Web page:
The ShapeNZ survey of 4076 New Zealanders in September also shows 31% of households will be looking to buy products certified as environmentally friendly during the next year.

Tasmania Mercury - Kayaks part of traffic remedy

DEDICATED bus lanes, light rail and even kayak parking will be considered by the State Government in an effort to reduce congestion on Tasmanian roads.

The Australian - Shell's initial payment for Arrow stake up to $640m

ARROW Energy expects its agreement to sell a stake in tenements to Royal Dutch shell to settle next month.

The Australian coal seam gas producer said the initial payment for the sale was now higher at around $640m because of the depreciation in the Australian dollar since the agreement was reached in June.

Times Online, Aukland - Local Transport - Who is prepared to try public transport?

TRANSPORT is a leading issue in the general election campaign. With the rising costs of fuel hitting hard on people’s wallets, motorists have become more selective about the trips they make and how many they take.

aeldric wrote:

Many people have commented on the possibility that a serious economic downturn could hide the advent of Peak Oil.

The advent of peak oil is the serious economic downturn!

Mate, I can't believe you forgot the poor little Aussie battlers!

Mrs Whyte's wage as an office manager for a crane and concrete company in Lithgow, west of Sydney, combined with that of her coalminer husband Dallas, puts her household's income at $140,000 to $160,000.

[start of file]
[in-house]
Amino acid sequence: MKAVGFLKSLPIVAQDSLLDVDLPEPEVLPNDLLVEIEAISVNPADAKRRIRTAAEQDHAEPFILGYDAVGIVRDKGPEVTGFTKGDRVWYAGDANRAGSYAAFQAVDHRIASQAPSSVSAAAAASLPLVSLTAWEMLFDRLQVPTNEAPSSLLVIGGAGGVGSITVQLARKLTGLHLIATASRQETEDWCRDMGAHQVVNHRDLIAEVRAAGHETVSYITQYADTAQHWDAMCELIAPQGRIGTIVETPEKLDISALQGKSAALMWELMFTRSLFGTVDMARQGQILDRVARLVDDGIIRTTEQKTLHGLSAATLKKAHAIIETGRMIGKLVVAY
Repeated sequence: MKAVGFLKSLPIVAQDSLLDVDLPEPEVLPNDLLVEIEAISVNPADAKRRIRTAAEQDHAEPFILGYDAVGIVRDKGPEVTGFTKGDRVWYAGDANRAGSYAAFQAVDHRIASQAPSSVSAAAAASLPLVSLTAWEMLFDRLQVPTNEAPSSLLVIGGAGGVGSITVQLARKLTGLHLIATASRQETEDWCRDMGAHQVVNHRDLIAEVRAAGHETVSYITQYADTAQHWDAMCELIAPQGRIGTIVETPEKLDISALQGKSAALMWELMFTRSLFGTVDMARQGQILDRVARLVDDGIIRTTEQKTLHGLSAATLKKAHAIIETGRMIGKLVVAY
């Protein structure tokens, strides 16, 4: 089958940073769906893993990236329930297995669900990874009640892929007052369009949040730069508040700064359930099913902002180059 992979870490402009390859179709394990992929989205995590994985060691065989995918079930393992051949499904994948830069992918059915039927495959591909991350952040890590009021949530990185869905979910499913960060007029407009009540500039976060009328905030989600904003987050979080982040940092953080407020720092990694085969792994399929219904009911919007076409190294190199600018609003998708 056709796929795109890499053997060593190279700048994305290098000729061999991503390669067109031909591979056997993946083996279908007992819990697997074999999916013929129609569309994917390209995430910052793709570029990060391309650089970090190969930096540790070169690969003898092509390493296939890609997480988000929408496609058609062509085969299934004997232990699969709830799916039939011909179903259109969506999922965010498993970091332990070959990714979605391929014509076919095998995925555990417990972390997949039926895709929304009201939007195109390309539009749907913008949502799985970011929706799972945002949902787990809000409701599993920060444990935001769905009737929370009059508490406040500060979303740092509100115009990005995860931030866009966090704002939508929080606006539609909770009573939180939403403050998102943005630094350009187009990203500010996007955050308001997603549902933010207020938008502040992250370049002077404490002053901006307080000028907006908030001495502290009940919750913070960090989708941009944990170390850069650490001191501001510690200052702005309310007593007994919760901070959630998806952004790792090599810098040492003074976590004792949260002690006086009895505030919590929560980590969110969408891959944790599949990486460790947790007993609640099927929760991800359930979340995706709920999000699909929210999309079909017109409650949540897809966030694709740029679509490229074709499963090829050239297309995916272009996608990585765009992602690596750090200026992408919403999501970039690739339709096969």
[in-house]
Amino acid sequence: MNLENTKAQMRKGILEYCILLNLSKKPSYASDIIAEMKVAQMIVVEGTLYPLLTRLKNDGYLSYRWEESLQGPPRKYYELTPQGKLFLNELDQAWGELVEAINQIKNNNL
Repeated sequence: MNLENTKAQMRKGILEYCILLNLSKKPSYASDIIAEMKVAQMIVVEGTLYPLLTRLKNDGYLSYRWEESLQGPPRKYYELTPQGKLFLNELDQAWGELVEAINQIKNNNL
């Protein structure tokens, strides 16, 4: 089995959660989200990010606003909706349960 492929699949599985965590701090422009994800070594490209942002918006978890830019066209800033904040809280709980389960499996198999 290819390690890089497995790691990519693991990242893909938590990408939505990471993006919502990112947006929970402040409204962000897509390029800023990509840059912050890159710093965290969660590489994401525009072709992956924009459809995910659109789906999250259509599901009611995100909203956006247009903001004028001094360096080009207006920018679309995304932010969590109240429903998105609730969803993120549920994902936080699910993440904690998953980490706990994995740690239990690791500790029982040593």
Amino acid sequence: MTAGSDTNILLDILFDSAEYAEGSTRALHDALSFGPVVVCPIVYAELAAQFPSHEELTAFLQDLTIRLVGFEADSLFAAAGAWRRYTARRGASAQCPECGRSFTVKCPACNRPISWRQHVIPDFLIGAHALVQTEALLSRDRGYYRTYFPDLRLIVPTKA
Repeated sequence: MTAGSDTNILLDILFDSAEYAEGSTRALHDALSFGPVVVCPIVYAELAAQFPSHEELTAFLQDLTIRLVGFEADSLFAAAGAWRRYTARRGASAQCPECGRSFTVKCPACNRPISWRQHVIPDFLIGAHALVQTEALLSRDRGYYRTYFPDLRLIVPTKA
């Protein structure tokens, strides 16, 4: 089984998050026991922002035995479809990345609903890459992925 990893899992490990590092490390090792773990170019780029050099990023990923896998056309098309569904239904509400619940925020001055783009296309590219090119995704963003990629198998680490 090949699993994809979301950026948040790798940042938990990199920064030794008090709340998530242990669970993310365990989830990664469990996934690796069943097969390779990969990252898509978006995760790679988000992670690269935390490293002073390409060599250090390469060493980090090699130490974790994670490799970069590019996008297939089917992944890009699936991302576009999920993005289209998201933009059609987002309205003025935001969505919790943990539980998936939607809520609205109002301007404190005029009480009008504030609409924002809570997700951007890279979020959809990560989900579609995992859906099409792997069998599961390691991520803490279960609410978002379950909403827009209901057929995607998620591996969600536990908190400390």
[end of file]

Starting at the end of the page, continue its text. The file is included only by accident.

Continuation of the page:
The Lithgow couple are seven years into a 30-year mortgage on their home, paying more than $2000 a month plus $1200 a month on an investment property. They go through at least $160 worth of petrol a week [ie over 100 litres], what with Mr Whyte's 25km commute to work and the girls' after-school activities.

Madalen's school fees at St James Catholic School and Kelsie's private pre-prep school aren't cheap either.

While they still find spare dollars for small luxuries, high interest rates have put the pressure on.

"We get by, but it would be nice to get a little bit of assistance at times," Mrs Whyte said.

Poor buggers.

"While they still find spare dollars for small luxuries..."

...they expect help from the government for that holiday in the Maldives?

Apparently (though I'm not sure when "holiday in the Maldives" was relegated to the "small luxuries" category - what the hell is a big luxury then - buying the QE2 ?)..

Its this sort of thing that brings out my foaming inner libertarian.

I don't mind making sure the poor get by, but this welfare mentality embedded into the middle class (and pretty well off middle class at that) is just ridiculous.

And as for the reporter...

To be fair to The Oz, the same edition had on the previous page the photo and story of an unemployed bloke on $350 a fortnight, and an opinion column saying "that's nice about the oldies, what about the unemployed?" and noting that there still seemed to be an issue that the unemployed were all dole bludgers.

The whinging class family got a bigger article, though.

Even driving a petrol guzzling Commodore or Ford V8, thats 900 Km per week. What are the girls after scool activities, SUV rally driving?
If the middle classes had put more pressure on the previous governments to fix the public shcool system they wouldn't have to pay private school fees.
Suggestion: buy a Yaris or Mazda2, and save $80 a week on petrol.